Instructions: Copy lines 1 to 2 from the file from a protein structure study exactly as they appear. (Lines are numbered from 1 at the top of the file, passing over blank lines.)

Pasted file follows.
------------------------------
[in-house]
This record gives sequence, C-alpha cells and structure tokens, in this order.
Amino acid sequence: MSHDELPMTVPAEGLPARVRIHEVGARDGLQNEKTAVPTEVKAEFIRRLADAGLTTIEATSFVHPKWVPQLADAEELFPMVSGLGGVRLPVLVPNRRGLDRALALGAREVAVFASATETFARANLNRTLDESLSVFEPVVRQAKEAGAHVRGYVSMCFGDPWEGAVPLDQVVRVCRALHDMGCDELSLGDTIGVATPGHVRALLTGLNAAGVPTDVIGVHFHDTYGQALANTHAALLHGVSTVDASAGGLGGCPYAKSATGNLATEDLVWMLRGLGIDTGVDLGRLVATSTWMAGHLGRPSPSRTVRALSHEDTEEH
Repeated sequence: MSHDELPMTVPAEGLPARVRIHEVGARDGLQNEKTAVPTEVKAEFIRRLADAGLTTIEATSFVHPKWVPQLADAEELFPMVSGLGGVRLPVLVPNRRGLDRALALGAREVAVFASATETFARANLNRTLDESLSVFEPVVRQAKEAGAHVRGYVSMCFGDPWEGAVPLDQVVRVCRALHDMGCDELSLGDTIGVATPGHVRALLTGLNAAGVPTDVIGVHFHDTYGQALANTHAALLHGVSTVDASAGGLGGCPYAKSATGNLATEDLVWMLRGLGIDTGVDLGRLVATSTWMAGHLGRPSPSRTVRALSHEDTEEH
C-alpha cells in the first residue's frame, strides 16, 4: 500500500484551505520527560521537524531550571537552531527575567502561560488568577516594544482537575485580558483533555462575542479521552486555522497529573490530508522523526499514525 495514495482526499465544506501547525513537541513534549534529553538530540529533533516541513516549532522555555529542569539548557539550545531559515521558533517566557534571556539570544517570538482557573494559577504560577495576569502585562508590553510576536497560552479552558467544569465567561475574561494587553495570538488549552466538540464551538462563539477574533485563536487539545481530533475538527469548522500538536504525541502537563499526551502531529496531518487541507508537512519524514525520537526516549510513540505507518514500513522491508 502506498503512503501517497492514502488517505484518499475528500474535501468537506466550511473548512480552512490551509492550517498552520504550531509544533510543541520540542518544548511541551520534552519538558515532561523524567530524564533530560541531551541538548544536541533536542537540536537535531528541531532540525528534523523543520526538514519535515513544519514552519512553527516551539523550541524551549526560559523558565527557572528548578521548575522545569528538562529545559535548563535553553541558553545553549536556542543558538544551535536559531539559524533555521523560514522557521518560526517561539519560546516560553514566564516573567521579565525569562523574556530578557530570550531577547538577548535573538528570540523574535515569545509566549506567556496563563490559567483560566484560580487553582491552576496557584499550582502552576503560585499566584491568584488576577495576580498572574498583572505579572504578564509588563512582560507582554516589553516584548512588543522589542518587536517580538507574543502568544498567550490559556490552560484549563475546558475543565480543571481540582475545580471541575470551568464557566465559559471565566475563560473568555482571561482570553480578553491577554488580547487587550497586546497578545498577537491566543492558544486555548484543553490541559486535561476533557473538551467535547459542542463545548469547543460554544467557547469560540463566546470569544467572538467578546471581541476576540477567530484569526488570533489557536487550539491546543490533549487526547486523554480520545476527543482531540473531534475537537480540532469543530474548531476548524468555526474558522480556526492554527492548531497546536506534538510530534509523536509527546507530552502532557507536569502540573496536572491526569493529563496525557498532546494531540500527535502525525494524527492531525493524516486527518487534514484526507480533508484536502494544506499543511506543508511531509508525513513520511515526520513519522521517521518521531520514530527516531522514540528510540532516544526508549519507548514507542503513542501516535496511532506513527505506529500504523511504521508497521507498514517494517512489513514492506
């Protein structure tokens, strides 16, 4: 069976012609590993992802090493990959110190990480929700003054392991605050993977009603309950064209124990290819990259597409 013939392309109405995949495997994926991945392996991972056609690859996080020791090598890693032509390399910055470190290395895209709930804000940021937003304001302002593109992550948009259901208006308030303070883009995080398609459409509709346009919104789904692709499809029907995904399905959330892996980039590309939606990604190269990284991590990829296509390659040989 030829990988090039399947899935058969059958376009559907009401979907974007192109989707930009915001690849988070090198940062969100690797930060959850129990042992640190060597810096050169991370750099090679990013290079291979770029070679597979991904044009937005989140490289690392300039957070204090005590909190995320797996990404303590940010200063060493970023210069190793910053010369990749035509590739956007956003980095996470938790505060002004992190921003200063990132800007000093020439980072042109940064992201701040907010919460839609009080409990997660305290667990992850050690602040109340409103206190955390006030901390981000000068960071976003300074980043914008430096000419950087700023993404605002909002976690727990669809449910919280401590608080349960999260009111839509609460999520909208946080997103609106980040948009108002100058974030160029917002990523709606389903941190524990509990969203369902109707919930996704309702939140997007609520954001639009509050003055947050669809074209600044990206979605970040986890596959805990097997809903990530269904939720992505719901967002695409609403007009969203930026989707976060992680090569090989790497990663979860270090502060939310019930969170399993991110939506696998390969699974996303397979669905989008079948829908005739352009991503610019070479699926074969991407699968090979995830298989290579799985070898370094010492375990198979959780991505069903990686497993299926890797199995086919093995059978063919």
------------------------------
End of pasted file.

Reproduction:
[in-house]
This record gives sequence, C-alpha cells and structure tokens, in this order.